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el = function(q) {return document.getElementById(q)};
el('strange').style.height = '100px'
el('strange').height = 2000
alert(el('strange').height) // 100?
alert(el('strange').getAttribute('height')) //2000? Wait.. What?

el is a shorthand of document.getElementById. Can someone explain me what's going on? I suspect that the height property is slightly different than the height attribute: they modified it so it returns the computed style. I'm not sure, because DOM 0 says that the property should be the same as the getAttribute, but the href property of an anchor doesn't match with the getAttribute in most browsers. And:

https://developer.mozilla.org/en/DOM/HTMLImageElement

The HTML:

<img id="strange" src="http://images.devshed.com/fcw/belts/fcw_forums.gif" />
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1  
Is the element hidden? :) –  Blindy Aug 30 '11 at 16:14
    
No, I'll add the html for this example... –  bopjesvla Aug 30 '11 at 18:29

1 Answer 1

The oddity isn't exaclty were you're spotting it. It comes from the fact that the call to the height attribute as a setter is creating a html height attribute in the img tag, and as far as I know, it's an attribute used only for canvas. There is no connection between this html tag and the dom value.

If i do the following:

strange.style.height = '100px';
strange.height = 2000;
console.log(strange.height); // 100
console.log(strange.style.height); // 100px

the output will be 100 and 100px the height on the DOM is correct. However, using the getAttribute search for the attributes in the html tag, therefor returning "2000".

EDIT

Ok i think i got it

There are 3 different stuff: The css height, the height attribute, the height DOM value.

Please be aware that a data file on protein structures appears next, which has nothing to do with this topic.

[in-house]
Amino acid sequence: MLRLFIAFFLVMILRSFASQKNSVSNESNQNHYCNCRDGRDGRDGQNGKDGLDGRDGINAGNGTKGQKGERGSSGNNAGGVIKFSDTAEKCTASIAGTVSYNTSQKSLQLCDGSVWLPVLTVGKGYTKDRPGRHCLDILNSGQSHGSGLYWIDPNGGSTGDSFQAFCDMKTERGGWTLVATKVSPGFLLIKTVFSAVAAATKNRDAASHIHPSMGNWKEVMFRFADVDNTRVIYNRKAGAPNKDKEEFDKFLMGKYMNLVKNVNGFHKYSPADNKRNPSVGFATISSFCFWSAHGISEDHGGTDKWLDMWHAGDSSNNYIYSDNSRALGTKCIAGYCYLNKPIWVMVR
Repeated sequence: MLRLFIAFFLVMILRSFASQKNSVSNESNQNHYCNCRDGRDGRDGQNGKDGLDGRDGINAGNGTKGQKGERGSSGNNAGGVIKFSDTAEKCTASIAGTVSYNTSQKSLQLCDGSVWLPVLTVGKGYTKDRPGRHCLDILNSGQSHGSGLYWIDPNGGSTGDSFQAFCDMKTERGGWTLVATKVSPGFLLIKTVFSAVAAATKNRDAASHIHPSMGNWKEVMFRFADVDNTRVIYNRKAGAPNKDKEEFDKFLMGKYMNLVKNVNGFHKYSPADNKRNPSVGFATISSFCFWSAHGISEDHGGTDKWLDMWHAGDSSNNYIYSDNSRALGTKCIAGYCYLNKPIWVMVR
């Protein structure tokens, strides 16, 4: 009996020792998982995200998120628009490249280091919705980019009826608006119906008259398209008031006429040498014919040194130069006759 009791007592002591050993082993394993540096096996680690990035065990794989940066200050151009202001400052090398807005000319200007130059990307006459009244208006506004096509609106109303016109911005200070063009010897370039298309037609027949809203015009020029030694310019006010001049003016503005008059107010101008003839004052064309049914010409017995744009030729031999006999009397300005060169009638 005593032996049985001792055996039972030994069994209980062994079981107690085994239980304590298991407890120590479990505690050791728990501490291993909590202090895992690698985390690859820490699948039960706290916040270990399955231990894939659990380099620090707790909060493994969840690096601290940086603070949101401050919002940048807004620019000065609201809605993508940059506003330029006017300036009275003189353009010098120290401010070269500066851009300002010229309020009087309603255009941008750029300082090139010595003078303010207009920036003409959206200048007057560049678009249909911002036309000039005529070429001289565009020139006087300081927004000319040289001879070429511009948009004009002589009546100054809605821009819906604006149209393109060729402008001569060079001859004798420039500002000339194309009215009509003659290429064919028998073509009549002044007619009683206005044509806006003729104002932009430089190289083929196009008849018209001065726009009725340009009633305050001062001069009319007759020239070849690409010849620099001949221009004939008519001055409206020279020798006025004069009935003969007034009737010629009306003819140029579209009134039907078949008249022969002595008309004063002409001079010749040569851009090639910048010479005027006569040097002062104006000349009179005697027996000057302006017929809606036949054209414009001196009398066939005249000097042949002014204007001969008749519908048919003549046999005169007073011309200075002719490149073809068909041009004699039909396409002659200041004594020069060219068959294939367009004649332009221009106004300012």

The easiest is the DOM value. It always return the img real height in css pixel. If set trhough css, it will be based on the css value, if set through attribute, it will be calculated from that.

Now the two other.

They both specify the img dimension. But the css value as precedence over the HTML attribute. This is stated in the w3 recommandation. I quote

For

Inline replaced elements, block-level replaced elements in normal flow, 'inline-block' replaced elements in normal flow and floating replaced elements

It's stated that

If 'height' and 'width' both have computed values of 'auto' and the element also has an intrinsic height, then that intrinsic height is the used value of 'height'.

Therefore, img (who are inline-block element I think) use the height css value, but if this one is set to auto (and it's the default) it uses the intrinsic height. And that is the html attribute.

So calling strange.height as a getter gets the DOM value, and as a setter, it sets the HTML attribute.

EDIT2 And to answer more exactly, you have 3 basic rules:

  • CSS prevails over attribute
  • DOM should be the same as attribute
  • DOM reflects the reality (here the real height)

You just can't follow the 3 rules if both CSS and attribute value are specified and differ. The point is DOM should be the same. Here it can't be if there is CSS, so it has a different value.

As a side note, a nice explanation of the use of the height attribute here: http://reference.sitepoint.com/html/img .

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No, that's not true, if you don't set the style (if you remove the first line of your script), the image will be 2000px high... –  bopjesvla Aug 30 '11 at 18:20
    
And what are returning the strange.height and strange.style.height? They both have a 2000 value? –  Py. Aug 30 '11 at 19:47
    
No, strange.style.height returns '100px' (string), strange.height returns 100 (long), strange.getAttribute('height') returns '2000' (string) –  bopjesvla Aug 31 '11 at 14:29
    
I meant in the case strange.style.height = '100px'; was removed. –  Py. Aug 31 '11 at 14:43
    
'' of course... –  bopjesvla Aug 31 '11 at 14:54

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